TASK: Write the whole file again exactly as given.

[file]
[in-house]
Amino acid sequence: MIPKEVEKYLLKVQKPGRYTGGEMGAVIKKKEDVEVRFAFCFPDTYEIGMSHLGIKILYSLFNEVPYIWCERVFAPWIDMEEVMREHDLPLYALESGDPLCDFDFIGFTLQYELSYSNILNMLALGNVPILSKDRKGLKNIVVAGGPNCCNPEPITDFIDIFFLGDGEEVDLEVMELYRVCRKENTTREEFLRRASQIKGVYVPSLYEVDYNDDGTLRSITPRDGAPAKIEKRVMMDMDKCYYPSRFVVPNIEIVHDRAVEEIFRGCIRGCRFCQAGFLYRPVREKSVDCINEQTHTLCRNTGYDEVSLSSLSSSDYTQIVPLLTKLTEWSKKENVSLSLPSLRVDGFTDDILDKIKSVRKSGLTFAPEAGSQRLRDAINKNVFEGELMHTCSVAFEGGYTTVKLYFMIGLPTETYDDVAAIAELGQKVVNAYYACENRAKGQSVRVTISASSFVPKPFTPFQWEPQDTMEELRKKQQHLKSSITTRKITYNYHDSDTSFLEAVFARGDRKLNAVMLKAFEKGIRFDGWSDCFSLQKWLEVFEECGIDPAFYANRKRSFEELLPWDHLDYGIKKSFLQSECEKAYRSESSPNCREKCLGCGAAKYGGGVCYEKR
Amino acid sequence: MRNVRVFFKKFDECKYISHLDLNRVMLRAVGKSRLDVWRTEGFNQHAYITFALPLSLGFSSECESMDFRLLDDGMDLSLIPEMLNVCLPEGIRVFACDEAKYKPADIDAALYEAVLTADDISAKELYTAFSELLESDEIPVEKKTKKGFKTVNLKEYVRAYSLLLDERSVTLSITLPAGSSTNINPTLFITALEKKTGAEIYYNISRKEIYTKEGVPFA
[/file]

[in-house]
Amino acid sequence: MIPKEVEKYLLKVQKPGRYTGGEMGAVIKKKEDVEVRFAFCFPDTYEIGMSHLGIKILYSLFNEVPYIWCERVFAPWIDMEEVMREHDLPLYALESGDPLCDFDFIGFTLQYELSYSNILNMLALGNVPILSKDRKGLKNIVVAGGPNCCNPEPITDFIDIFFLGDGEEVDLEVMELYRVCRKENTTREEFLRRASQIKGVYVPSLYEVDYNDDGTLRSITPRDGAPAKIEKRVMMDMDKCYYPSRFVVPNIEIVHDRAVEEIFRGCIRGCRFCQAGFLYRPVREKSVDCINEQTHTLCRNTGYDEVSLSSLSSSDYTQIVPLLTKLTEWSKKENVSLSLPSLRVDGFTDDILDKIKSVRKSGLTFAPEAGSQRLRDAINKNVFEGELMHTCSVAFEGGYTTVKLYFMIGLPTETYDDVAAIAELGQKVVNAYYACENRAKGQSVRVTISASSFVPKPFTPFQWEPQDTMEELRKKQQHLKSSITTRKITYNYHDSDTSFLEAVFARGDRKLNAVMLKAFEKGIRFDGWSDCFSLQKWLEVFEECGIDPAFYANRKRSFEELLPWDHLDYGIKKSFLQSECEKAYRSESSPNCREKCLGCGAAKYGGGVCYEKR
Amino acid sequence: MRNVRVFFKKFDECKYISHLDLNRVMLRAVGKSRLDVWRTEGFNQHAYITFALPLSLGFSSECESMDFRLLDDGMDLSLIPEMLNVCLPEGIRVFACDEAKYKPADIDAALYEAVLTADDISAKELYTAFSELLESDEIPVEKKTKKGFKTVNLKEYVRAYSLLLDERSVTLSITLPAGSSTNINPTLFITALEKKTGAEIYYNISRKEIYTKEGVPFA